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Instructor Angell Shares His Enthusiasm

May-June 2006

New Yorker writer and editor Roger Angell ’42, who has a long-running devotion to the game of baseball, has now produced an episodic, always engaging memoir, Let Me Finish (Harcourt, $25), in which he writes about another old love—a machine gun.

Back among my fellow seniors on Commencement Day in Harvard Yard, with the tides of war almost visibly lapping at our toes, I’d run into a favorite professor of mine, Kenneth J. Conant, as he hurried past in full plumage, and took the chance to shake his hand. Three or four vivid courses with him in contemporary and medieval architecture had almost lured me away from my major in English, and when I’d seen him in May, while delivering a late paper to his office in the Fogg Museum, he’d taken a key and a flashlight out of his desk and invited me down to a large room in the basement, where we spent half an hour circling a great table model of the classic dig he’d been engaged upon at the twelfth-century Burgundian Abbey Church at Cluny—a work now suspended because the site was in the hands of the enemy. My last Harvard lecture, it turned out, was a private one.…

…[O]ne day in March of 1943, a bare nine months later, I thought of Professor Conant again, and wondered what he’d make of my new line of work. Since I’d seen him, I’d finished tech school, got married, become an instructor in machine guns and power turrets, picked up a couple of stripes, and had made Permanent Party at Lowry [Field, outside Denver].…

What I wanted Conant to come look at with me was the Browning Caliber .50 Machine Gun, M2—a lean, 64-pound, five-foot eight-inch automatic dispenser of destruction, with an interestingly perforated barrel jacket within which the barrel and complicated inner parts banged back and forth at blurry speed and with terrifying noise and smell.… Learning the Browning, I’d fallen in love with its dozens of slots and grooves and cams, its springs (some coiled within each other) and switches, its ejectors and extractors. In supporting roles were the accelerator, a beckoning forefinger at the front of the oil buffer body, which quickened the recoil; the breech lock, which froze things at firing, and its partnered, instantly arriving breech-unlocking pin; and, as main player, the slim, pale steel bolt, which, nipping backward with a fresh round in its teeth, simultaneously knocked free the spent casing of the old round and, reversing, rammed the new projectile snug into the same chamber, ready for fire.…Professor Conant relished the inventive new as much as the medieval—he’d introduced me to the Mies van der Rohe-designed Tugendhat House, in Czechoslovakia; Frank Lloyd Wright’s Johnson’s Wax factory in Racine, Wisconsin; and more —and had we been standing together…with the weapon before us on a tall table, he’d have run his fingertips across its silky metal surfaces and asked questions. “This?” he’d say, pointing inside the lifted cover. “Oh that’s the belt feed lever,” I’d say in return .…“And this gizmo on the slide is the belt feed pawl, which sort of snaps over the top of each new round and grabs hold.”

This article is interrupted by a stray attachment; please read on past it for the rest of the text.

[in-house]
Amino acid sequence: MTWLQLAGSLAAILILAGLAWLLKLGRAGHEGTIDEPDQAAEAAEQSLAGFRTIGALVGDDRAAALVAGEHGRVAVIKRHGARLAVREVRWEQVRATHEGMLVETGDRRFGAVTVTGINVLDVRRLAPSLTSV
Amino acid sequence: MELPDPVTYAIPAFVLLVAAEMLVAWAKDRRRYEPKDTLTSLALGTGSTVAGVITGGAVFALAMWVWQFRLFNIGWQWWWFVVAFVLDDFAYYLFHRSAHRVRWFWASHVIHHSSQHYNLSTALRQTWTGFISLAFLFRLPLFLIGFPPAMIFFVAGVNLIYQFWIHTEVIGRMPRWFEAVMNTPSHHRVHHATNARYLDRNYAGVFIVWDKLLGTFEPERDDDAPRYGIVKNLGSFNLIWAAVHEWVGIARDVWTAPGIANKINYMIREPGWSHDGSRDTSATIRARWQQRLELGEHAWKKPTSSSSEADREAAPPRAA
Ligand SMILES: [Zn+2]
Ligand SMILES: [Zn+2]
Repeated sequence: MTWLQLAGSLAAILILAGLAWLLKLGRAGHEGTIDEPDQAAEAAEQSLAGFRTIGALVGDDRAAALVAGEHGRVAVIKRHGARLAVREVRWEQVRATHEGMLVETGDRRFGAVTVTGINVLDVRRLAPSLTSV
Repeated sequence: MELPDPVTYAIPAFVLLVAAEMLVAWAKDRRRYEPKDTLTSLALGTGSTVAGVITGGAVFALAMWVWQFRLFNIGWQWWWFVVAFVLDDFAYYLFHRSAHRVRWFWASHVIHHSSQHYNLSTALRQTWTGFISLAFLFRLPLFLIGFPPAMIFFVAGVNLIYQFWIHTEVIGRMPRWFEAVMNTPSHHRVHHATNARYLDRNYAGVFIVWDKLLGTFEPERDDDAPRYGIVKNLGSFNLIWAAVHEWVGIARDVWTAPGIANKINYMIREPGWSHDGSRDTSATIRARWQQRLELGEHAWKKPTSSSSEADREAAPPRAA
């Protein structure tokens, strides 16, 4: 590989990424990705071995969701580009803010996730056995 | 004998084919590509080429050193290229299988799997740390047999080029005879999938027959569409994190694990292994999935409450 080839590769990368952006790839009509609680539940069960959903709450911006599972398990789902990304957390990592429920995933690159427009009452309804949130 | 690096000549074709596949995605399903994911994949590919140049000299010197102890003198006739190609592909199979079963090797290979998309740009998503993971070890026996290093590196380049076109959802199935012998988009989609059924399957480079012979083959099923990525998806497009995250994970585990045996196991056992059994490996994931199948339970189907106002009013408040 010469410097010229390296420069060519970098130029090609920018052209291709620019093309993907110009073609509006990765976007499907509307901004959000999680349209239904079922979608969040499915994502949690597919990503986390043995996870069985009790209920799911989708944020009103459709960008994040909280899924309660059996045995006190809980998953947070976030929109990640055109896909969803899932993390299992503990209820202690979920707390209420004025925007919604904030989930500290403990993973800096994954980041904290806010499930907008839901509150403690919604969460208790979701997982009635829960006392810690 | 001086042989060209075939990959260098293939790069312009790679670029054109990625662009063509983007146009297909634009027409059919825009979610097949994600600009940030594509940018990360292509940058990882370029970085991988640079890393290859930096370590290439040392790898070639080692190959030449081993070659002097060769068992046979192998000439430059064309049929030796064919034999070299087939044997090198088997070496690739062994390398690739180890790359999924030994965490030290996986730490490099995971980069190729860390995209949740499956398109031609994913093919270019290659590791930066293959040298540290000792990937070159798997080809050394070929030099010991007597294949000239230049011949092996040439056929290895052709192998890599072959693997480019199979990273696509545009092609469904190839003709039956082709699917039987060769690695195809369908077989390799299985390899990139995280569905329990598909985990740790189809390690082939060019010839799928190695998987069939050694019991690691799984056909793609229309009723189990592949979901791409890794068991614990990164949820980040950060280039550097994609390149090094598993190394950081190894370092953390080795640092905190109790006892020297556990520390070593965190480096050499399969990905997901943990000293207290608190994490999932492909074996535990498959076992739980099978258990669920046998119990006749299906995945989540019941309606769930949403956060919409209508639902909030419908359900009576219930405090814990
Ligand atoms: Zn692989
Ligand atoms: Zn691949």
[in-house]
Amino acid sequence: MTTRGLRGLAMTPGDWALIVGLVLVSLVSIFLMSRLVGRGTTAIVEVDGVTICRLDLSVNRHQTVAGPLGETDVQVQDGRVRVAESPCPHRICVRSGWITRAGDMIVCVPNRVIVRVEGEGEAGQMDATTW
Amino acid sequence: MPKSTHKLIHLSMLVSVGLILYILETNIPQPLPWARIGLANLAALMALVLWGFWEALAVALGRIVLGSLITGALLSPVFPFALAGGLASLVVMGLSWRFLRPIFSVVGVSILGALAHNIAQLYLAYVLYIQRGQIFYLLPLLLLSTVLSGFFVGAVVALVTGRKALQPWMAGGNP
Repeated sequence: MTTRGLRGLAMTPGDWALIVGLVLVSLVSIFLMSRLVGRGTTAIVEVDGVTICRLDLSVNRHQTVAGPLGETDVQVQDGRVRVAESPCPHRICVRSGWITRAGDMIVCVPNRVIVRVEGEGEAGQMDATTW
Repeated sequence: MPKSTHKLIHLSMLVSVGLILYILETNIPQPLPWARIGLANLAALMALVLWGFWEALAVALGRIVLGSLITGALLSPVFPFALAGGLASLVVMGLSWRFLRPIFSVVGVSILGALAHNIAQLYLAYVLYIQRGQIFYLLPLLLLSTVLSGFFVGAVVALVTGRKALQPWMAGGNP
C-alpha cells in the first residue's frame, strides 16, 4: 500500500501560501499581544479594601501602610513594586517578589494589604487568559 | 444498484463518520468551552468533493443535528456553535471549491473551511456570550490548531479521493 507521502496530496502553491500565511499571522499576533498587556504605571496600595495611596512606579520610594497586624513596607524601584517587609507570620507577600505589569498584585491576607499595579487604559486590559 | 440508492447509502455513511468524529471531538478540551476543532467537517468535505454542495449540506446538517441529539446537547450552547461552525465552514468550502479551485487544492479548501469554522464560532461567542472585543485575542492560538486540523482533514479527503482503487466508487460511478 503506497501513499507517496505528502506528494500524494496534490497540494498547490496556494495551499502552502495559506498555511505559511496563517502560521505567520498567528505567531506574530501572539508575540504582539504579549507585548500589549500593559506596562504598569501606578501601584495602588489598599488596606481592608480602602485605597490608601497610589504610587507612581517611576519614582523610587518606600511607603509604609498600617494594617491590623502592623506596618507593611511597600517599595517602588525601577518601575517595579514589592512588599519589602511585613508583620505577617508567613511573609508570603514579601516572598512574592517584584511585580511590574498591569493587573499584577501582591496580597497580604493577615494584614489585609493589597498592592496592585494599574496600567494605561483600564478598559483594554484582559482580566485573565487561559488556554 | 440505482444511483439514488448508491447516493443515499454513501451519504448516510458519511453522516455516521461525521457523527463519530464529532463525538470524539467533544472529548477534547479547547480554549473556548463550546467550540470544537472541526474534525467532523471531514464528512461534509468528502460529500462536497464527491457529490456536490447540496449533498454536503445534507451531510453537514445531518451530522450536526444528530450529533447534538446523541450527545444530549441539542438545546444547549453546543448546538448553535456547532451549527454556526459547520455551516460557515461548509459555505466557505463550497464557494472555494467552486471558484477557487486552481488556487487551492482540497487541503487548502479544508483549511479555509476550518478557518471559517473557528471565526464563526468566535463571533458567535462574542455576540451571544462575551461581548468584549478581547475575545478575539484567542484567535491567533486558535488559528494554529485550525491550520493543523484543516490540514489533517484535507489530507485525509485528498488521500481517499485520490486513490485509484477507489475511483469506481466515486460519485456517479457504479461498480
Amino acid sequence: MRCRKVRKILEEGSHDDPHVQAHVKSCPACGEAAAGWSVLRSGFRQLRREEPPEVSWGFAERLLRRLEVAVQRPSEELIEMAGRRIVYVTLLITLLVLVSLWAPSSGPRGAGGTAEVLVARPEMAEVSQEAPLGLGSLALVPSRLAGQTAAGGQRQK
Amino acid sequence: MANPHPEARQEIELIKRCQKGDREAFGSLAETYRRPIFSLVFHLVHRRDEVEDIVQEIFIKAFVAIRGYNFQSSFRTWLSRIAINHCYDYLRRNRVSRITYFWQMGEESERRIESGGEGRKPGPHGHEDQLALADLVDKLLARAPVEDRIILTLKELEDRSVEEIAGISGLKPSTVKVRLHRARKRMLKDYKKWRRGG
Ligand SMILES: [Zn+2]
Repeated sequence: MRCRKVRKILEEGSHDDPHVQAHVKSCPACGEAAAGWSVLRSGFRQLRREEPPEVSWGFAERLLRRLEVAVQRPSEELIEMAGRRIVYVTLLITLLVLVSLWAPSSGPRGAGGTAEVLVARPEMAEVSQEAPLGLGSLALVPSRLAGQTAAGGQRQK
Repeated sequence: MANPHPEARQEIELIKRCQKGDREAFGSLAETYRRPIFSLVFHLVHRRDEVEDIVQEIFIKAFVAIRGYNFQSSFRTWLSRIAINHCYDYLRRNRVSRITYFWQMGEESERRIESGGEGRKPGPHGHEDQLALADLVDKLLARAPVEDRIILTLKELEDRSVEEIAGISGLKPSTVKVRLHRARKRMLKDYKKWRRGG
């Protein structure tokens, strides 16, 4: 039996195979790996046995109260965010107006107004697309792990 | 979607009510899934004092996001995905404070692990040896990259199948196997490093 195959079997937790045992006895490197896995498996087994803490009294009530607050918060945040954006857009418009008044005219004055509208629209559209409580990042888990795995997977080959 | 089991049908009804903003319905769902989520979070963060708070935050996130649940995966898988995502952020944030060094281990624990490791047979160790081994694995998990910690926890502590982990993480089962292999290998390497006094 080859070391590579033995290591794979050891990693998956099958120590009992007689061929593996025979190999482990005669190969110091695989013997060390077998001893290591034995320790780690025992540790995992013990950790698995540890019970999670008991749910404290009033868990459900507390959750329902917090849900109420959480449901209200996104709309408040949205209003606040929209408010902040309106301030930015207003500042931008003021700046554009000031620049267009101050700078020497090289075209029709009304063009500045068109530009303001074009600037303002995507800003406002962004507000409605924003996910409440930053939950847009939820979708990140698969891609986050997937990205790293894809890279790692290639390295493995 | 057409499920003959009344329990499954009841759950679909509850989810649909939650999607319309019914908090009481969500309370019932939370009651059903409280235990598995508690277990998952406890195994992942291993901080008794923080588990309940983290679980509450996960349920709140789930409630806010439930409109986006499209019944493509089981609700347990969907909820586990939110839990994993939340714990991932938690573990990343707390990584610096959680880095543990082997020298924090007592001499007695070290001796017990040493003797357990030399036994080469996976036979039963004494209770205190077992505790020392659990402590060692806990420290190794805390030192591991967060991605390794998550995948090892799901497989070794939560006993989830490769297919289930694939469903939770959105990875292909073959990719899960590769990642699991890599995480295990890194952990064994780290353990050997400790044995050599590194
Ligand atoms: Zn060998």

“‘The Belt Feed Pawl,’” Conant would repeat happily, making it sound like a name in Dickens.

These imagined scenes helped pass the wearying and boring hours of repeated instruction, during which we had to present the exact same material each week to another incoming fresh class of students.…